Wednesday 30 April 2008

The nifty-fifty project - part 2.

I had to go into London on Friday - some site visits to be done, so as is my usual habit I tucked the camera into the bottom of my bag. Well, you never know what you might find, do you? I decided to attach the 50mm f1.8 to have a go at stage 2 of the project I've set myself - namely to spend some time with ONLY that lens to use, in order to make me think more about composition etc. Actually, that's a lie. There wasn't much space in the bottom of the bag and the nifty was the only lens that would comfortably fit whilst still allowing me to carry notebook, toe-capped boots etc.....
As lunchtime beckoned I found myself on the way back to Kings Cross to get back on the tube - it seemed like the ideal opportunity to spend an hour working on another little project I've been thinking about for a while - a wander around St Pancras (St Pancras International as I believe we are now supposed to call it). St Pancras is probably my favourite building in the capital. The outside is stunning - OTT architecture at its very best. The inside has been fairly sympathetically treated - heavy use of glass doesn't exactly suit the character of the building but does at least enable you to see through to the finer parts of the structure from almost wherever you are in the upper part of the station. The brickwork is now as clean as the day it was built and the roof-supporting ironwork has been restored to it's sky-blue painted glory. That is presumably what John Betjeman's statue is regarding - and well he might as it's quite a sight to behold. Betjeman has a special reason to look in awe though - he was in part responsible for saving the magnificent building from being demolished when the idea was mooted in the 1960's. Good on you Sir - I'm very glad you did!

Sunday 27 April 2008

Macro again...

Thought it was about time the 100mm f2.8 Macro lens saw some action again, and buying a couple of plants for the garden yesterday was all the inspiration I needed to get me going! I love doing macro stuff, but, as I have commented on before, often seem to lack the patience that it demands. Insect photography is beyond me for that reason, if no other - after the little bugger flying off for the fifth time just as I was ready to shoot I'd give up and go in for a cup of tea! These two were both shot using manual focus - AF with the macro lens doesn't really work so well. Settings for the first were f5.6, 1/60th second exposure , and the second - F11, 1/10th second exposure. ISO was 200 for both, as the light wasn't as good as I would have liked.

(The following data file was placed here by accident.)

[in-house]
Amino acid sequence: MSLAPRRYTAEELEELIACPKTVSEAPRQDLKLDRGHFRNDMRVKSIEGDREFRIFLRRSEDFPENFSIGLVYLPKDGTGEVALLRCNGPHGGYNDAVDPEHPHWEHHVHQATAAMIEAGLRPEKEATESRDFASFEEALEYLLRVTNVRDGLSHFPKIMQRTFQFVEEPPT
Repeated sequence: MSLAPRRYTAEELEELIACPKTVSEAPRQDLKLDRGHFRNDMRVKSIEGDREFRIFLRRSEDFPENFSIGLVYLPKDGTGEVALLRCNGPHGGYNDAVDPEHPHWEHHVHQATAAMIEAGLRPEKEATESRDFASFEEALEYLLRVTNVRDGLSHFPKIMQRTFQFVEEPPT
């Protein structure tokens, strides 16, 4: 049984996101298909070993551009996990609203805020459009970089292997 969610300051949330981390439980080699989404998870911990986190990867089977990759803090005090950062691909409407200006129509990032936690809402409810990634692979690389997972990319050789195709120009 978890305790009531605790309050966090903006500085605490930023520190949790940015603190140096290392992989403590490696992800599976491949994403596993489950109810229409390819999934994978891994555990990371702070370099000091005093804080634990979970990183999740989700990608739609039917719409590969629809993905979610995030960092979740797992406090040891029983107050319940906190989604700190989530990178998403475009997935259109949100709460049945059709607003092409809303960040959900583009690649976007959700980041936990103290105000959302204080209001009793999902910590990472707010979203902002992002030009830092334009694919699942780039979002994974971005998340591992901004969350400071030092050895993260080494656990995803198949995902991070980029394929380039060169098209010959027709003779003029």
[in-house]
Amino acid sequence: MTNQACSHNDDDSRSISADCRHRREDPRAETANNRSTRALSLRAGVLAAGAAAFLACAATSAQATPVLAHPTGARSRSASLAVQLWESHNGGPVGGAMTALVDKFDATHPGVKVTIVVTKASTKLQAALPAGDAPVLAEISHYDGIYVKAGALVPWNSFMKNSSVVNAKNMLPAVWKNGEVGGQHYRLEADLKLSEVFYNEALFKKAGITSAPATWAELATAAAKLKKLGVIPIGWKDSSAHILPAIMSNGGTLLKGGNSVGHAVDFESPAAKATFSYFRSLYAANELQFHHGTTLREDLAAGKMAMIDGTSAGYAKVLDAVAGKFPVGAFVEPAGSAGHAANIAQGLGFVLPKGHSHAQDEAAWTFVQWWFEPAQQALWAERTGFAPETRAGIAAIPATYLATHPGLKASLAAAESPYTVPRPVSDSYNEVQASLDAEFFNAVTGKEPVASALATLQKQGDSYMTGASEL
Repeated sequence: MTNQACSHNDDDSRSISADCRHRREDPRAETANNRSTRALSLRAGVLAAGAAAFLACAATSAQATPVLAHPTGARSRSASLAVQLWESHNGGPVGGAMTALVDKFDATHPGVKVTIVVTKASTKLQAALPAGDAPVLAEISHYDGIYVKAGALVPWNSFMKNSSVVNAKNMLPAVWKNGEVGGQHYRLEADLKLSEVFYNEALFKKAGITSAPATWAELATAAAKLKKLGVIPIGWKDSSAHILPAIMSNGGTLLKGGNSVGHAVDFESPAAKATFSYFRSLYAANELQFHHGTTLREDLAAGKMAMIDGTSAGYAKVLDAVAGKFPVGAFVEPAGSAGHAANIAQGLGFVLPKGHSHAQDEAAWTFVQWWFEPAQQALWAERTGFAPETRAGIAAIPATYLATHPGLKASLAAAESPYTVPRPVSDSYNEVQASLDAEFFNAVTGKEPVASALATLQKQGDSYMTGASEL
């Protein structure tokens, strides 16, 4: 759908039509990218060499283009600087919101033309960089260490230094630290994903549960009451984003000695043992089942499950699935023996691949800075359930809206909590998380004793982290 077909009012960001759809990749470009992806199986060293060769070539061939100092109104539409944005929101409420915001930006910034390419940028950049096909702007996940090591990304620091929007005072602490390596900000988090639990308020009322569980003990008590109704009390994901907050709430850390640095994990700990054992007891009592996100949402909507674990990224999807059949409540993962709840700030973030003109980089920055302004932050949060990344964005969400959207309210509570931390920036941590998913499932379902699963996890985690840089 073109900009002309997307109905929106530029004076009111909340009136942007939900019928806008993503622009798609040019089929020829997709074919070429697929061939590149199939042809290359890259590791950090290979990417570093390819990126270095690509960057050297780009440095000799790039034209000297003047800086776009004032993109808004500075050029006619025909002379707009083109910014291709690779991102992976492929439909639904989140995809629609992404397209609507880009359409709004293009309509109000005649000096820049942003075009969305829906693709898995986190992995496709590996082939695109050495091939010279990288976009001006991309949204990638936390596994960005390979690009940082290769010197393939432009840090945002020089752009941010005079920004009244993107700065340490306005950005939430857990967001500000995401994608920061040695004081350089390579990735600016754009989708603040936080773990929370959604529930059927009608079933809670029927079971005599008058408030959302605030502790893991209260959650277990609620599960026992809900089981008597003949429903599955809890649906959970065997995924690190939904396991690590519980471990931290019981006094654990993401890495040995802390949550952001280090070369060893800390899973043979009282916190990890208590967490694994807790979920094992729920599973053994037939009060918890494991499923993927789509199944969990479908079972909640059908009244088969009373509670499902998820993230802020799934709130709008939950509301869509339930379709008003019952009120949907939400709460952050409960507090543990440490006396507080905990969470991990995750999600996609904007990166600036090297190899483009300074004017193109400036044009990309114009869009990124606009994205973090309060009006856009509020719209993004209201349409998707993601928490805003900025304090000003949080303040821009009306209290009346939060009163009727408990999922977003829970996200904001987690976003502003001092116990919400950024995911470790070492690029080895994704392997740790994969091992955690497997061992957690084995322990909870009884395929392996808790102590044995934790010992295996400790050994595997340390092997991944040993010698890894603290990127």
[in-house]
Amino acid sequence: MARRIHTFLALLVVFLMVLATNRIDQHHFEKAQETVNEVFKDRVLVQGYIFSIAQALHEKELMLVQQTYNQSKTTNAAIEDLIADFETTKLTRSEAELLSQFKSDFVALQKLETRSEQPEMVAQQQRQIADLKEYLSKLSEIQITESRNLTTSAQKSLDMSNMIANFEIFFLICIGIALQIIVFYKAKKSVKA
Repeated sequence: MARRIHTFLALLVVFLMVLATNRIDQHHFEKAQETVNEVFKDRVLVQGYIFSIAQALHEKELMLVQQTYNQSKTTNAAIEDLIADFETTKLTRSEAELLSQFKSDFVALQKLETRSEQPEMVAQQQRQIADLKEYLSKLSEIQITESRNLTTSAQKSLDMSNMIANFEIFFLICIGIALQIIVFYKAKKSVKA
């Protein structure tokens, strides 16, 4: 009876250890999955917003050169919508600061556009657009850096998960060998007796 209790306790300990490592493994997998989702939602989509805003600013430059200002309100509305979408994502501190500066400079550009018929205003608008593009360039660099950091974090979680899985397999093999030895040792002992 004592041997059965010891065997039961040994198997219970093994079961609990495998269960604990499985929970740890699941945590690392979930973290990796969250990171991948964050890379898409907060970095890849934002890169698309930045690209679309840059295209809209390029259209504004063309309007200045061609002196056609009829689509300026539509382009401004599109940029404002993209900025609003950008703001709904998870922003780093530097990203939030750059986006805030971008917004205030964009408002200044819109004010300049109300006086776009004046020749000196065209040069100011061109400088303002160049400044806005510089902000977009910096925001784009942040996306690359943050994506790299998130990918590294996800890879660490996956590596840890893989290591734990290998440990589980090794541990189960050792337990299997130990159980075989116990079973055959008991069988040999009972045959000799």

Anyway - the two pictures posted are both of Aquilegia - but quite different flowers as you can see. I also have a beautiful mauve and white one which I may try and do some shots with in due course. I did try a few this morning but got nothing that I felt was up to standard. Now all I have to do is to decide which of these two images I'm going to use as my pc desktop.....oh, and plant them in the garden, of course!

Sunday 20 April 2008

Bath time...

Just a very quick post today I think. The 300mm f4 got another trip out today - by the time we'd finished doing all our jobs around the flat and building the new Ikea bookcase we got yesterday (what a mad place Ikea is!) we didn't have a lot of time so headed down to Rye Meads again to have a wander along one of the trails we didn't cover last week. We ended up sat in the Otter hide - although there were no otters in sight! Plenty of birds though - as well as this beautiful Swan we were watching Pochards, Gadwalls, a Little Grebe, Tufted Ducks, and a very quick glimpse of a Kingfisher! No photos from that encounter, but fingers crossed we might managed to get some at some stage...

Thursday 17 April 2008

The nifty-fifty project.....part 1

Well, as I mentioned yesterday, we had a walk around the South bank area on Sunday while we were in London. I decided on leaving the pub to head down that way that I was going to put the "Nifty" (50mm f1.8 for the uninitiated) lens on the camera and take the rest of my days shots using only that lens. All in all an interesting experiment. Being restricted to a focal length is strange for someone used to a Zoom. You have to work in a different way - rather than seeing a shot, you have to really look for stuff that will work, and rather a lot of what you frame doesn't, initially, you have to move forwards, or backwards, or change angle...... 50mm did, however, prove to be a lovely length for capturing some urban action from the skateboarders. This shot has been treated to a bit of "funky urban processing" also thanks to an old magazine article I've been carefully hoarding for just this eventuality!